A revised forecast model relied on by the White House is now projecting 147,000 Americans could die by August – an increase of 10,000 on projections from just two days ago – due to the easing of social distancing measures.
The latest forecast from the University of Washington’s Institute for Health Metrics and Evaluation reflects changes in testing and mobility and social distancing measures being lifted.
The institute’s director, Dr Christopher Murray, said on Tuesday that the US was ’speeding towards relaxing social distancing’ and leaving the country on an ‘unfortunate trajectory’ as the majority of states ease their stay-at-home orders.
Currently, more than 83,000 Americans have died and 1.4 million have become infected with coronavirus.
‘When we started off making projections, we had assumed that all the states were going to sort of follow the New Zealand model, which is to keep social distancing in place until transmission gets to a very low level,’ Dr Murray told CNN.
‘We’re not doing that. We’re speeding towards relaxing social distancing. People are getting the message, they’re getting out.’
Pictured: The IMHE death projections for the US, which have increased almost 10,000 in the space of two days
‘And I think we’ll see the numbers go up unless we see the benefits of people being cautious, wearing masks – and capacities to test, contact trace and isolate go up faster than we think they may.’
The findings also detailed the projected deaths from the hardest-hit states in the country.
New York is predicted to see 2,448 extra coronavirus fatalities due to events played out in the past two days, raising the tally to 34,068 from the May 10 estimate of 31,620.
In New Jersey, where people are still locked down on the state’s Stay at Home order, deaths are projected to reduce to 14,692 from 14,752, a decrease of 60 in comparison to two days ago.
Pennsylvania will see a sharp increase of 1,500 deaths from 10,742 to 12,420 while Massachusetts is set to clock in over 2,000, taking the projected number from 7,545 to 9,629.
Illinois will see an increase in 435 deaths, taking the forecast numbers from 7,395 to 7,830, according to the model.
Testifying before the Senate Health, Education, Labor and Pensions committee yesterday, Dr. Anthony Fauci, the country’s top infectious disease doctor, said the ‘consequences could be really serious’ if states ignored federal reopening guidelines and revoked their stay-at-home orders too quickly.
‘You will trigger an outbreak as you may not be able to control,’ he warned in his testimony before the Senate, adding ‘which in fact will set you back, not only leading to some suffering and death that could be avoided but could even set you back and almost turned the clock back rather than going forward. That is my major concern.’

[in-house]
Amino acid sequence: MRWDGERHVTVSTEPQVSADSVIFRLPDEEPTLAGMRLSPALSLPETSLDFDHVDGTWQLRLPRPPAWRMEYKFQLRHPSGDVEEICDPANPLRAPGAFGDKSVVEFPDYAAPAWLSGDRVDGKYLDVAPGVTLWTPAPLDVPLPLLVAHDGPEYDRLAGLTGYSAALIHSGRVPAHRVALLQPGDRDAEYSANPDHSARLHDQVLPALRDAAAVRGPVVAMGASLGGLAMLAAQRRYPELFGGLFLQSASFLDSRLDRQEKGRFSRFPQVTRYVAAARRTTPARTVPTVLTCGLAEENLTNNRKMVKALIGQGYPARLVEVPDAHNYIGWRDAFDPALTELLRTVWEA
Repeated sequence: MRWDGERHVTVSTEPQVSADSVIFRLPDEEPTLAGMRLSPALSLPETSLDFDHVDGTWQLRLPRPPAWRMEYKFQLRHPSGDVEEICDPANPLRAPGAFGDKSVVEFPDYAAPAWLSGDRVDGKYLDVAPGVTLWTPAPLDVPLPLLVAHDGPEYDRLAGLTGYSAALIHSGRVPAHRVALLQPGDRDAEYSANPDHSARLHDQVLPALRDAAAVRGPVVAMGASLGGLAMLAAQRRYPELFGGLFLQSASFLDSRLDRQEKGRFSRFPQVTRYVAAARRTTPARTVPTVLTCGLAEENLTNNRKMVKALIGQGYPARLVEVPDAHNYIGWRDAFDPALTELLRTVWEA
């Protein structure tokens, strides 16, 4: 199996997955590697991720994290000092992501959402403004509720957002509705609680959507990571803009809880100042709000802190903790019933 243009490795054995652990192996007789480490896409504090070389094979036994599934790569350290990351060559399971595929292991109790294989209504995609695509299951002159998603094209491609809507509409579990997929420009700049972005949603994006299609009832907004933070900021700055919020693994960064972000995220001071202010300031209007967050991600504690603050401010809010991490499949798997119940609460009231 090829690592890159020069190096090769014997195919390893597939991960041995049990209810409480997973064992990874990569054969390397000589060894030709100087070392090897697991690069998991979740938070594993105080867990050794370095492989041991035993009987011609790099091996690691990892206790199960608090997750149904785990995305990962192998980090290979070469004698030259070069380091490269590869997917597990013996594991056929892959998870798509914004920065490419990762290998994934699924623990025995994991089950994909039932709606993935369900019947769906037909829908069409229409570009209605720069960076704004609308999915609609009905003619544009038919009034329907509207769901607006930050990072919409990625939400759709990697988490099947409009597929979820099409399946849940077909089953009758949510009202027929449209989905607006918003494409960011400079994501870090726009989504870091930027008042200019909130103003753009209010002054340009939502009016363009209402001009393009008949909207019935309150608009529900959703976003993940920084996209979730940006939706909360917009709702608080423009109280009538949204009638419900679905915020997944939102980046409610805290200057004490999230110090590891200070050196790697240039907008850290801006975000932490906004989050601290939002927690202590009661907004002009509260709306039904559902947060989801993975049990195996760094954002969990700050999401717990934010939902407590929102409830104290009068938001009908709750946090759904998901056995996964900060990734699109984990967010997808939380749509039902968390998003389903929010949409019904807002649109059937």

Fauci, the director of the National Institute of Allergy and Infectious Diseases, also conceded the death rate is likely higher than the 80,000 reported.
But with his warning came words of hope as he said scientists aim to know if a successful coronavirus vaccine has been found by ‘late fall and early winter.
Fauci said scientists are already testing possible vaccines in a phase one clinical trial with an eye of going to phase two this summer.
‘If we are successful, we hope to know that in the late fall and early winter,’ he said.
He also said there were multiple vaccines being tested.
‘There are at least eight candidate COVID-19 vaccines in clinical development. The NIH has been collaborating with a number of pharmaceutical companies at various stages of development,’ Fauci noted.
He warned that with the testing could come negative consequences, including the death of patients.
‘I must warn that there is also the possibility of negative consequences where certain vaccines can actually enhance the negative effect of the infection,’ he said.
He also warned as states begin to reopen – thus pulling back on stay-at-home orders and social distancing – ‘you will see some cases reappear.’
‘There is no doubt even under the best of circumstances, when you pull back on mitigation, you will see some cases appear,’ Fauci warned, adding the U.S. must be prepared for ‘when the inevitable return of infections occurs.’
‘We will start to see little spikes that might turn into outbreaks,’ he noted.
Fauci warned the death rate was likely higher than that.
‘I think you are correct that the number is likely higher,’ he said in response to a question from Senator Bernie Sanders. ‘I don’t know exactly the percent higher but almost certainly its higher.’
He noted that, for example, people that died at home early on in the outbreak in places like New York weren’t counted as coronavirus victims.
Other experts have also warned that the true coronavirus death toll could be double the official figures due to delays and inconsistencies in reporting, testing shortages and the likelihood that thousands of people have avoided seeking treatment for life-threatening conditions.
Fears about an under-reported death toll come as many states expand efforts to ease lockdown restrictions that have crippled the US economy and left millions of Americans out of work
Many leading epidemiologists, regional officials and other experts have said that the current counts do not reflect the full devastation of the virus, in part because there is no national standard for investigating deaths.
Fears about an under-reported death toll come as many states expand efforts to ease lockdown restrictions that have crippled the US economy and left millions of Americans out of work.
President Donald Trump has championed the reopenings while many experts caution that they could be premature as the numbers of infections and deaths continue to rise in the majority of states.
Mark Hayward, a sociology professor at the University of Texas at Austin who advises the CDC on its mortality statistics, on Friday warned that it is very difficult to assess the ‘full mortality burden’ of COVID-19.
Dr. Anthony Fauci said yesterday that scientists hope to know if a successful coronavirus vaccine has been found by ‘late fall and early winter’
He cited the time lag in cases being reported and emerging evidence which suggests that thousands of seriously ill people have failed to seek medical attention for life-threatening conditions such as heart failure, strokes or cancer because they feared coming in contact with COVID-19.